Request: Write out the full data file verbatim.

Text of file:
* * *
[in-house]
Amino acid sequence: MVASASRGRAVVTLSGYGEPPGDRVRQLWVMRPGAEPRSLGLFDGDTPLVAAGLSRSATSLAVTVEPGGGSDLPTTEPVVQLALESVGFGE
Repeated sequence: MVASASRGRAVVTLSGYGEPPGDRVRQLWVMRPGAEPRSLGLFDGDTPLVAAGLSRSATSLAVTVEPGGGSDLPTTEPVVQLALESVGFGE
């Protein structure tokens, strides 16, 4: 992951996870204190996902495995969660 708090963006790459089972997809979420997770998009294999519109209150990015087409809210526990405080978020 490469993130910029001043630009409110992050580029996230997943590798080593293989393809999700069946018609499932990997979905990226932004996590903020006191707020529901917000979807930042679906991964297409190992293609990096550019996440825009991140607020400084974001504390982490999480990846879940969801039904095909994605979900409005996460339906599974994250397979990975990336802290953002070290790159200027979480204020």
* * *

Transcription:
[in-house]
Amino acid sequence: MVASASRGRAVVTLSGYGEPPGDRVRQLWVMRPGAEPRSLGLFDGDTPLVAAGLSRSATSLAVTVEPGGGSDLPTTEPVVQLALESVGFGE
Repeated sequence: MVASASRGRAVVTLSGYGEPPGDRVRQLWVMRPGAEPRSLGLFDGDTPLVAAGLSRSATSLAVTVEPGGGSDLPTTEPVVQLALESVGFGE
């Protein structure tokens, strides 16, 4: 992951996870204190996902495995969660 708090963006790459089972997809979420997770998009294999519109209150990015087409809210526990405080978020 490469993130910029001043630009409110992050580029996230997943590798080593293989393809999700069946018609499932990997979905990226932004996590903020006191707020529901917000979807930042679906991964297409190992293609990096550019996440825009991140607020400084974001504390982490999480990846879940969801039904095909994605979900409005996460339906599974994250397979990975990336802290953002070290790159200027979480204020």